Big Data Needs a Bath
As I recall, it was sometime in the late ’90s that Joe sold his printing business. Shortly thereafter, the new owners moved the plant to a new facility, leaving Joe with an empty building. By happy coincidence, my company was searching for a larger home, so we gave Joe a call.
His building was only a block from our existing plant, and since it was already outfitted as a print shop, with plenty of power and good climate control, his building was a perfect fit. Joe sold, we bought, Copresco moved in, and Joe and his wife moved to Florida. That’s the end of the story.
When someone moves, it takes a few weeks for senders to get the new address and to update their databases. Depending upon how vigilant the addressee is in notifying his vendors, it may even take a few months. If the mailer is really careless (or disorganized, or inefficient) it may take even longer.
In the case of Joe and American Express, it has been two decades and counting. Yes, nearly 20 years since he vacated our premises, the marketing folks at Amex continue to pester Joe at my address, urging him to apply for a pre-approved American Express card.
I’ve been tempted to check the “yes” box and send it back just to see what happens, but I don’t think the experiment would be worth a stretch in prison for credit card fraud. For someone less scrupulous and less risk-averse than me this simple, but glaring, data correction error would be an open invitation to identity theft.
Unlike Joe, Mary Garnett never lived or worked at my address. Some of my readers know Mary. She held many positions at Printing Industries of America and organized many conferences. After PIA moved to Pittsburgh, Mary remained in the Washington, D.C., suburbs, where she still lives today. Since retiring she has filled her leisure with grandchildren, reading and some really neat hiking adventures in Europe.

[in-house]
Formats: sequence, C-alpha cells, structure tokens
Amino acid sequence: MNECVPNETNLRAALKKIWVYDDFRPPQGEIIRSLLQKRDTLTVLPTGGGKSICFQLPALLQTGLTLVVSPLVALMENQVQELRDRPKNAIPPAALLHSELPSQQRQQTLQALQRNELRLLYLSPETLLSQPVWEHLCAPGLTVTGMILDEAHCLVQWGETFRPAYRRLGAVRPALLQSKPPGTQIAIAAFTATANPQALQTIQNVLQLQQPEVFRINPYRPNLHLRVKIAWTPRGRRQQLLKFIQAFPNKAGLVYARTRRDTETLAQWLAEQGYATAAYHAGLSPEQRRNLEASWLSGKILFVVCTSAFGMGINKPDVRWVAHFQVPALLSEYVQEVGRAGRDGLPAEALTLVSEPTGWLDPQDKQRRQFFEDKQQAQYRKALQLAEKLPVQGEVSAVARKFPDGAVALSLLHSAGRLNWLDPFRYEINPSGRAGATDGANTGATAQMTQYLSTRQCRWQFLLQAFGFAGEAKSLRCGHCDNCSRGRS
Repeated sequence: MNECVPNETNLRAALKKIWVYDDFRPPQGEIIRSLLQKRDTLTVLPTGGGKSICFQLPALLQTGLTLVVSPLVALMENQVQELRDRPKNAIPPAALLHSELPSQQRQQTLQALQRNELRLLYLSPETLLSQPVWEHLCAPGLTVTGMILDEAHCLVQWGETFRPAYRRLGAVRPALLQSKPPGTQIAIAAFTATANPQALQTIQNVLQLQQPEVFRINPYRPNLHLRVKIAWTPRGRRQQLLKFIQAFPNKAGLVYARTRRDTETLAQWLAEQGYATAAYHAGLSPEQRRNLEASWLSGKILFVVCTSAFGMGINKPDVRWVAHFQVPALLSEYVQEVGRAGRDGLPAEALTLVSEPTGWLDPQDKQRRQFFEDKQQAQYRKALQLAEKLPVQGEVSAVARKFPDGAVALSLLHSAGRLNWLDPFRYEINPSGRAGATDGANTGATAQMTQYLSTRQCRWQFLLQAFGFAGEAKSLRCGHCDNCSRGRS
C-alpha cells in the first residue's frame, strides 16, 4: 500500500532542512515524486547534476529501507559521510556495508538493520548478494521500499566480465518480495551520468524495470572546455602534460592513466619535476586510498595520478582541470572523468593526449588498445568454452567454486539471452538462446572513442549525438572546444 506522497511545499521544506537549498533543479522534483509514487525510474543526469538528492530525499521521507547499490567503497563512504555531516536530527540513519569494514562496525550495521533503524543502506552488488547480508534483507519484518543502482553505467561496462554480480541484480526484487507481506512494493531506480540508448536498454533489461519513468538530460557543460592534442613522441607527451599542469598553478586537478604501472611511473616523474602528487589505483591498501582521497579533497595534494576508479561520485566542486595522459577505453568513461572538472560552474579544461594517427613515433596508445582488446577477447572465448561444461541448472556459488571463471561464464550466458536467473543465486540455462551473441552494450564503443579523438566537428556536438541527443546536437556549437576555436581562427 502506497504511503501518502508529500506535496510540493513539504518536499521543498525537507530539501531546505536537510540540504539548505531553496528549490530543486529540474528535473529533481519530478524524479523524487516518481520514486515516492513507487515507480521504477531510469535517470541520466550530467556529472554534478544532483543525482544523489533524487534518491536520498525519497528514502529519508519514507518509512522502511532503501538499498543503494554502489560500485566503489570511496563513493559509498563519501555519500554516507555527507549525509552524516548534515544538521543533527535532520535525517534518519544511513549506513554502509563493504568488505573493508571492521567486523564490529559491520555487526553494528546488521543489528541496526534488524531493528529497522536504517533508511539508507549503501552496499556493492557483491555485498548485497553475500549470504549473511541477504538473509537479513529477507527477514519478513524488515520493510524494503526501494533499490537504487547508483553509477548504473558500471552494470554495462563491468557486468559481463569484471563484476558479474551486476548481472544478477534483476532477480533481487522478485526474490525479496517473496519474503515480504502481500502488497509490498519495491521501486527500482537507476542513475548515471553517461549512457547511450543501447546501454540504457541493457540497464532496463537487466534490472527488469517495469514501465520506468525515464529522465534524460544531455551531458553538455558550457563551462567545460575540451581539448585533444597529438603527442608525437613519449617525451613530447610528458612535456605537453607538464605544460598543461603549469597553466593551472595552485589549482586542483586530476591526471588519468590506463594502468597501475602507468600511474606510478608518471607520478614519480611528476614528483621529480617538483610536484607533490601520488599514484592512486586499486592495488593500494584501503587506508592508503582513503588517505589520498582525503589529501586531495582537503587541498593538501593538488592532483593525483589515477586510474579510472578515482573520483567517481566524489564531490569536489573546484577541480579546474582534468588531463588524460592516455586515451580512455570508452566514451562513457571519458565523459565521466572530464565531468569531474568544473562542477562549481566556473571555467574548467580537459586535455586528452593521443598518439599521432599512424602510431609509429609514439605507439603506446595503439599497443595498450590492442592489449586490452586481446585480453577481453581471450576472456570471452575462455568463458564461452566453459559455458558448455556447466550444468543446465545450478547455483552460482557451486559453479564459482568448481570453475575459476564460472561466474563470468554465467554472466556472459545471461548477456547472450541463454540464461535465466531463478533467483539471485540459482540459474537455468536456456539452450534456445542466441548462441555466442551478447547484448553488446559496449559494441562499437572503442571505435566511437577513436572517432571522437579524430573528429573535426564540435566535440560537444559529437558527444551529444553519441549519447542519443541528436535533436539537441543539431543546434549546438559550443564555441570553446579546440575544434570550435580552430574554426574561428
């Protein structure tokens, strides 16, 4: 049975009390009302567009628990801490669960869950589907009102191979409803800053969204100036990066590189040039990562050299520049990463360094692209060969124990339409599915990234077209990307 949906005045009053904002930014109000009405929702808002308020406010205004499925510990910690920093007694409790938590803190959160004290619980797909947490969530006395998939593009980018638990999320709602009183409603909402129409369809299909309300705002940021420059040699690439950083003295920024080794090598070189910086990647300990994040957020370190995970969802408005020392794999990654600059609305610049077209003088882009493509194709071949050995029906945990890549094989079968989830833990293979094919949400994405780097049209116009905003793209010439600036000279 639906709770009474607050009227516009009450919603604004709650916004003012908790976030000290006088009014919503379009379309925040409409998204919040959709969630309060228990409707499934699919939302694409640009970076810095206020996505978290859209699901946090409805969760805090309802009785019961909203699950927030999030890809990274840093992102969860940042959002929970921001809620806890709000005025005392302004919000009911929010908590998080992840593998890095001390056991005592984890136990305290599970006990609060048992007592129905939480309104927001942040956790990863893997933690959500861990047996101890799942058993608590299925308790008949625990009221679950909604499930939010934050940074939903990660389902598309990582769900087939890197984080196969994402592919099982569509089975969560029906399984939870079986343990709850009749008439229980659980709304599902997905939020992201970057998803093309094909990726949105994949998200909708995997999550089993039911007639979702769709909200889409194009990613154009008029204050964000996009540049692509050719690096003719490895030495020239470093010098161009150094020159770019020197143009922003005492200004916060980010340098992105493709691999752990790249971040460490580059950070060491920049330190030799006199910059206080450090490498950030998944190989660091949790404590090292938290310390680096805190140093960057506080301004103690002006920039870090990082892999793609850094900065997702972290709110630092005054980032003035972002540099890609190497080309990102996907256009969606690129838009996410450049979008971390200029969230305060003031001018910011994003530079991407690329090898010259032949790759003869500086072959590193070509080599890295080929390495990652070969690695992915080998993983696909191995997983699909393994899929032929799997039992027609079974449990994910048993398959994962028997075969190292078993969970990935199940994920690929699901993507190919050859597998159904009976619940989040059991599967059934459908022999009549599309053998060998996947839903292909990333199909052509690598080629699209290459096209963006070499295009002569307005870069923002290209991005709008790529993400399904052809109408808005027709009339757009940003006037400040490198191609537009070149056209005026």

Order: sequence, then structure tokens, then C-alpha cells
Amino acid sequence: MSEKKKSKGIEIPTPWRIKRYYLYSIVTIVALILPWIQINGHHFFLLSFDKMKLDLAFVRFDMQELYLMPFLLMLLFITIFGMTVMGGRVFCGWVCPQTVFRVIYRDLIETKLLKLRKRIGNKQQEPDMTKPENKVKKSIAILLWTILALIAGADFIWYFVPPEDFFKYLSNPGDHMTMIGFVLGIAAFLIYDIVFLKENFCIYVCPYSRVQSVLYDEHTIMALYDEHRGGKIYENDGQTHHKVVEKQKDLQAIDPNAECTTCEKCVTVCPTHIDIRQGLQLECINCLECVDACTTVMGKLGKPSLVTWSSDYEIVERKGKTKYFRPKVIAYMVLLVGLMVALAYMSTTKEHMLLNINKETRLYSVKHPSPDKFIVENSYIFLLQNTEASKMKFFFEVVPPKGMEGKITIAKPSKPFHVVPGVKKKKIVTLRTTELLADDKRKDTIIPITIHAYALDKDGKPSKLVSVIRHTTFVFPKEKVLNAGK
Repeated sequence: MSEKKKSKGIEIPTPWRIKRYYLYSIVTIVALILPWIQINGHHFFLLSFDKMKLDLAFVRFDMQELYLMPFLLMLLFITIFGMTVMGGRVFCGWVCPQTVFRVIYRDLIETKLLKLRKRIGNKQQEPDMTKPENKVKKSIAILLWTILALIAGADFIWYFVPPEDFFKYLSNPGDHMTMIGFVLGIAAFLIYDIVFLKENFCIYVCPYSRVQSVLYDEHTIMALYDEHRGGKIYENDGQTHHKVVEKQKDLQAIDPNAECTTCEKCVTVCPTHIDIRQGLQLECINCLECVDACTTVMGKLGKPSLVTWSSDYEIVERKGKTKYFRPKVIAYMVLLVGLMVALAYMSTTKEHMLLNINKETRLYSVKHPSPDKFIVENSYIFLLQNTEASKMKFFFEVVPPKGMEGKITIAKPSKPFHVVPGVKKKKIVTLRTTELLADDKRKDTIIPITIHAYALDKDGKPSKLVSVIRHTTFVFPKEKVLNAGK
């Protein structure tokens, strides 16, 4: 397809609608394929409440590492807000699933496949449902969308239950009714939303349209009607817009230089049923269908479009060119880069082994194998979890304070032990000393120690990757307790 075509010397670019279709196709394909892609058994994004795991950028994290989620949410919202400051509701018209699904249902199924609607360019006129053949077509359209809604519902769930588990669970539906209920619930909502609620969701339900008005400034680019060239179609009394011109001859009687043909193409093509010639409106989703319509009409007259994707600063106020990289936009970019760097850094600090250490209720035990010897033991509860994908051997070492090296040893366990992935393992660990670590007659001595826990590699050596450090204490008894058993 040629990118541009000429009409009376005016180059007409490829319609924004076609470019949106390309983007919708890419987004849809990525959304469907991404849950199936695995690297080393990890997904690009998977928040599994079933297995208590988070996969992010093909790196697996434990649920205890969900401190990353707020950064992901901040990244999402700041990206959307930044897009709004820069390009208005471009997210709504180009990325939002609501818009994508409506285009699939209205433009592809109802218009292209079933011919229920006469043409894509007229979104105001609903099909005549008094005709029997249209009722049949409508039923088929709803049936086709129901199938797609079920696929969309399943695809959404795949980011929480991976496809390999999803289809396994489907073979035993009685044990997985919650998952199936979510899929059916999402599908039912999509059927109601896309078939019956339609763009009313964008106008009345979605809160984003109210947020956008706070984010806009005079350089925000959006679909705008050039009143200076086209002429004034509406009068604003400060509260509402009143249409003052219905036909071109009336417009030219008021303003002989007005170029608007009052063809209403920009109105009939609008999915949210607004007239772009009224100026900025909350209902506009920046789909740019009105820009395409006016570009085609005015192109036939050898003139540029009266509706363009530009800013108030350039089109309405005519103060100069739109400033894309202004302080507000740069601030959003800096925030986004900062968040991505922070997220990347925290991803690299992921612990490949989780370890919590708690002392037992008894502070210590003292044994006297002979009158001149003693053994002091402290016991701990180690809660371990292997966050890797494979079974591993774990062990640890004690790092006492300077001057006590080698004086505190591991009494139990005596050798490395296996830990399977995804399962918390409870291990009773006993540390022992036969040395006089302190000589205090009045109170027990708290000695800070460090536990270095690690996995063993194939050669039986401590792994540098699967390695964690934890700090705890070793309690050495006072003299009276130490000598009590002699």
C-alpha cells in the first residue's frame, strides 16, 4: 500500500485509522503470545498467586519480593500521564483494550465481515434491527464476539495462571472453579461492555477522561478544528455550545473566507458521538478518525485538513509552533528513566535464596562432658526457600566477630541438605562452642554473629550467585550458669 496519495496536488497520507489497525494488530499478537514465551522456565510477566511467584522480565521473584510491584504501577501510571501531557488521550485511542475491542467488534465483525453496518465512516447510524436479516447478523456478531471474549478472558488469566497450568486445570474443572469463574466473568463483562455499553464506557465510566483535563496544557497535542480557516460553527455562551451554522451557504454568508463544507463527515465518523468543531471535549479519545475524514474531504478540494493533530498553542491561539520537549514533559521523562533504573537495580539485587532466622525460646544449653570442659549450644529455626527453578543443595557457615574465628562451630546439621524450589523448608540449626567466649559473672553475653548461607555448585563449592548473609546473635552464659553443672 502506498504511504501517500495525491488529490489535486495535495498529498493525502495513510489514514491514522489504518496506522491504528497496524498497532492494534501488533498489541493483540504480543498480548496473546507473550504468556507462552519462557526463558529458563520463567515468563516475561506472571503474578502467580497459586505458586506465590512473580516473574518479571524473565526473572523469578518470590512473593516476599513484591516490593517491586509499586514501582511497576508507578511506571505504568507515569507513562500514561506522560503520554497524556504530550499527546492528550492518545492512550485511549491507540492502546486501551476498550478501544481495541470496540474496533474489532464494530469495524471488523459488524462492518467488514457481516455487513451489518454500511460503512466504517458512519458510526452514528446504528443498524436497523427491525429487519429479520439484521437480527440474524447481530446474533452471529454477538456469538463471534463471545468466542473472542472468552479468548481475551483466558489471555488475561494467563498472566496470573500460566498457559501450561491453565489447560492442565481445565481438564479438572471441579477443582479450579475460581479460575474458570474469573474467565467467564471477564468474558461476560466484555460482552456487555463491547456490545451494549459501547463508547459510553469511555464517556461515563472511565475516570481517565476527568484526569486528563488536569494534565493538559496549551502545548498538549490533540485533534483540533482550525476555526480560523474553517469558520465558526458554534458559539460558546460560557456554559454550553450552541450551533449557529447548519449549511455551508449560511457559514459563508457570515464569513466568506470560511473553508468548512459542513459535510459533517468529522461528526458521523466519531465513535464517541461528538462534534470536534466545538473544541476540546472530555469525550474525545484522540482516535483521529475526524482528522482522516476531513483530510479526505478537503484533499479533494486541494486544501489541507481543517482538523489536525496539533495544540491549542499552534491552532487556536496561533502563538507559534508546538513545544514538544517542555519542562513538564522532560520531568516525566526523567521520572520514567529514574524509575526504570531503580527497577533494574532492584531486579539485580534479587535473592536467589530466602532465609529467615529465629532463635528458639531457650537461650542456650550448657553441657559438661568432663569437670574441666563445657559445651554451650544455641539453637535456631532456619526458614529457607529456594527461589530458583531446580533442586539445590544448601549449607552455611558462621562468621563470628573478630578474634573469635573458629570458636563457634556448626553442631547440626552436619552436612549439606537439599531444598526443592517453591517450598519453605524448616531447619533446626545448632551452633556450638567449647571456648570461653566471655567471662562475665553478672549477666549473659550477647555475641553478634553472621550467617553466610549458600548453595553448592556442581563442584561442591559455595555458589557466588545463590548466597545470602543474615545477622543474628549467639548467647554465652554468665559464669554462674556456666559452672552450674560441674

Somehow, a long time ago in a database far, far away, Mary Garnett’s name became inexplicably and erroneously linked with my company, and we began to receive mail to her attention.
Let me repeat: Mary never worked here. She never lived here, or anywhere near here. I’ve done some writing and speaking for PIA in the past, which I suppose fell under Mary’s jurisdiction, but I don’t think I ever dealt directly with Mary for any of those gigs. Even if I did, I can’t imagine how her name would end up in a database with my company and address.
I may never figure out how this bizarre glitch first occurred, but the real mystery is: will it ever be corrected?
There’s no mystery in the thank you letter I received from the West Suburban Special Recreation Association after attending its annual fundraising dinner this year.
“Mr. and Mrs. Johnson” were addressed as recipient. Pretty ordinary, except there isn’t a Mrs. Johnson. “Dear Steve and Susan,” ran the salutation. Once again very ordinary, but even when there was a Mrs. Johnson her name wasn’t Susan. I did once bring a Susan as my date to this event, but that was several years ago.
This year, I attended alone. My letter should have simply been addressed to me. Ah, but big data is tenacious. It won’t go away. Once it knows that there was a Mrs., it will insist that I have a Mrs. forever. The “spouse” field must be filled in and, if there is no right answer, plenty of wrong answers stand ready to step in.
Bad data is an inevitable byproduct of the information age. The sheer volume of data collected is part of the problem, but it is the way it is managed that really causes glitches. Fact is, an awful lot of data is simply collected, but never managed or “cleansed” at all.
Customization and personalization are proven to get a reader’s attention. Just make sure that the attention is the good kind - leading to responses, purchases or donations - not the ill-will, poor publicity and lawsuits that result when dirty data is used.
There are tremendous opportunities for those who are willing to develop expertise in the field of data cleansing. Today’s big data needs its mouth washed out with soap!
Steve Johnson, president and CEO of Copresco in Carol Stream, Ill., is an executive with 40 years of experience in the graphic arts. He founded Copresco, a pioneer in digital printing technology and on-demand printing, in 1987. Email firstname.lastname@example.org or visit www.copresco.com